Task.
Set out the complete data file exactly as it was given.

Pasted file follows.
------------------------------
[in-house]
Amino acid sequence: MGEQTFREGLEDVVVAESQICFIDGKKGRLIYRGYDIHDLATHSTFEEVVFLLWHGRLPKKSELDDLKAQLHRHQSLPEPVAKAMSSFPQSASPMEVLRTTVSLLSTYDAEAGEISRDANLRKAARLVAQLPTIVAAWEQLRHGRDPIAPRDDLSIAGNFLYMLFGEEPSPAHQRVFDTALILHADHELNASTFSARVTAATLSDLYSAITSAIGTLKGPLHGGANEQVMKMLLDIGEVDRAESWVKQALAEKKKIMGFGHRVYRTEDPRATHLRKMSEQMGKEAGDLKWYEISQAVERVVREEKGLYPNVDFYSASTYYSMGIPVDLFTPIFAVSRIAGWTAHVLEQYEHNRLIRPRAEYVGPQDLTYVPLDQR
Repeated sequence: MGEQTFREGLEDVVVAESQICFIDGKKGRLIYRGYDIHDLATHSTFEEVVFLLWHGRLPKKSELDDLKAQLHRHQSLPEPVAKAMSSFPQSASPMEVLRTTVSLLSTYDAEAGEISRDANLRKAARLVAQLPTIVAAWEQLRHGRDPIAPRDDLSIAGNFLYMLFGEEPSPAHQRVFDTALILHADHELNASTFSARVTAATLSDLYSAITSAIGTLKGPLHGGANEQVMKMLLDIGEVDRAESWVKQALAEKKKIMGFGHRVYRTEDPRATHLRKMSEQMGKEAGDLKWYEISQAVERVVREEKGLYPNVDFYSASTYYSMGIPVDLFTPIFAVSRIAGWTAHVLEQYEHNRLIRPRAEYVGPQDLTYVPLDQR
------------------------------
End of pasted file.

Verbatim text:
[in-house]
Amino acid sequence: MGEQTFREGLEDVVVAESQICFIDGKKGRLIYRGYDIHDLATHSTFEEVVFLLWHGRLPKKSELDDLKAQLHRHQSLPEPVAKAMSSFPQSASPMEVLRTTVSLLSTYDAEAGEISRDANLRKAARLVAQLPTIVAAWEQLRHGRDPIAPRDDLSIAGNFLYMLFGEEPSPAHQRVFDTALILHADHELNASTFSARVTAATLSDLYSAITSAIGTLKGPLHGGANEQVMKMLLDIGEVDRAESWVKQALAEKKKIMGFGHRVYRTEDPRATHLRKMSEQMGKEAGDLKWYEISQAVERVVREEKGLYPNVDFYSASTYYSMGIPVDLFTPIFAVSRIAGWTAHVLEQYEHNRLIRPRAEYVGPQDLTYVPLDQR
Repeated sequence: MGEQTFREGLEDVVVAESQICFIDGKKGRLIYRGYDIHDLATHSTFEEVVFLLWHGRLPKKSELDDLKAQLHRHQSLPEPVAKAMSSFPQSASPMEVLRTTVSLLSTYDAEAGEISRDANLRKAARLVAQLPTIVAAWEQLRHGRDPIAPRDDLSIAGNFLYMLFGEEPSPAHQRVFDTALILHADHELNASTFSARVTAATLSDLYSAITSAIGTLKGPLHGGANEQVMKMLLDIGEVDRAESWVKQALAEKKKIMGFGHRVYRTEDPRATHLRKMSEQMGKEAGDLKWYEISQAVERVVREEKGLYPNVDFYSASTYYSMGIPVDLFTPIFAVSRIAGWTAHVLEQYEHNRLIRPRAEYVGPQDLTYVPLDQR